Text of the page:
EMF Health-effects Research
Use of wireless telephones and self-reported health symptoms: a population-based study among Swedish adolescents aged 15-19 years,
Soderqvist F, Carlberg M, Hardell L
Environ Health, May 21;7(1):18 2008
[Epub ahead of print]
BACKGROUND: Despite the last years of rapid increase in use of wireless phones little data on the use of these devices has been systematically assessed among young persons. The aim of this descriptive cross-sectional study was to assess use of wireless phones and to study such use in relation to explanatory factors and self-reported health symptoms.
METHODS: A postal questionnaire comprising 8 pages of 27 questions with 75 items in total was sent to 2000 Swedish adolescents aged 15-19 years and selected from the population registry using a stratified sampling scheme.
RESULTS: The questionnaire was answered by 63.5 % of the study subjects. Most participants reported access to a mobile phone (99.6%) and use increased with age; 55.6% of the 15-year-olds and 82.2% of the 19-year-olds were regular users. Girls generally reported more frequent use than boys. Use of wired hands-free equipment 'anytime' was reported by 17.4%. Cordless phones were used by 81.9%, and 67.3% were regular users.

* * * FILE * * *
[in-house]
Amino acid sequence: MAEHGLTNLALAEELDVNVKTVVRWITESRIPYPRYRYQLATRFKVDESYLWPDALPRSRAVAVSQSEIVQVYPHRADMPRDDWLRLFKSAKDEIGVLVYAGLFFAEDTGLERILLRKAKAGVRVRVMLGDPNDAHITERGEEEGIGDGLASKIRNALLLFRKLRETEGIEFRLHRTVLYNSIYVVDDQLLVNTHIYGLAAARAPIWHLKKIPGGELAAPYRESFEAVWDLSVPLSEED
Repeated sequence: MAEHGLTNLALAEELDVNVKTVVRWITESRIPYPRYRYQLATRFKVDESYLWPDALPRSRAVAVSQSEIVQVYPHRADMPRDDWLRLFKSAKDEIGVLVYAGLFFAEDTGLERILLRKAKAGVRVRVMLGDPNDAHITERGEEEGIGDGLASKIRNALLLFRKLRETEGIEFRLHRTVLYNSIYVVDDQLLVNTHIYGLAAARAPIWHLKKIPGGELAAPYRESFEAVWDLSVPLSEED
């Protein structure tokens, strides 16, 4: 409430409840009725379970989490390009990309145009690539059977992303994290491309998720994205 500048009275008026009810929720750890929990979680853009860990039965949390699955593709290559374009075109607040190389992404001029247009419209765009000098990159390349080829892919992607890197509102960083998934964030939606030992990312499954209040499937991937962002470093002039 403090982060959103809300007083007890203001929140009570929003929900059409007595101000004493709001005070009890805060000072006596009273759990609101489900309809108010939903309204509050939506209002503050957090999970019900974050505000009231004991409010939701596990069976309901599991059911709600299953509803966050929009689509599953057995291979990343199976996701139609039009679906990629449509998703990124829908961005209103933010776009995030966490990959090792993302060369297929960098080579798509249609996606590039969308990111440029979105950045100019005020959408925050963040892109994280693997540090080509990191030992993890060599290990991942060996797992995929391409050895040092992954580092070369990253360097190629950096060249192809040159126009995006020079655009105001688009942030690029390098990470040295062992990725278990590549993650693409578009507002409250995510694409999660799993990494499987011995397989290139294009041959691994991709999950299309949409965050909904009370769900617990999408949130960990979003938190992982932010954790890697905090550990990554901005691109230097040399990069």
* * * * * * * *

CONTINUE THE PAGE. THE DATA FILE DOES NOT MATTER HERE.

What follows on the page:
Watching TV increased the odds ratio for use of wireless phones, adjusted for age and gender. Some of the most frequently reported health complaints were tiredness, stress, headache, anxiety, concentration difficulties and sleep disturbances. Regular users of wireless phones had health symptoms more often and reported poorer perceived health than less frequent users.
CONCLUSIONS: Almost all adolescence in this study used a wireless phone, girls more than boys. The most frequent use was seen among the older adolescents and those who watched TV extensively. The study further showed that perceived health and certain health symptoms seemed to be related to the use of wireless phones. However, this part of the investigation was explorative and should therefore be interpreted with caution since bias and chance findings due to multiple testing might have influenced the results. Potentially this study will stimulate more sophisticated studies that may also investigate directions of associations and whether, or to what degree, any mediation factors are involved.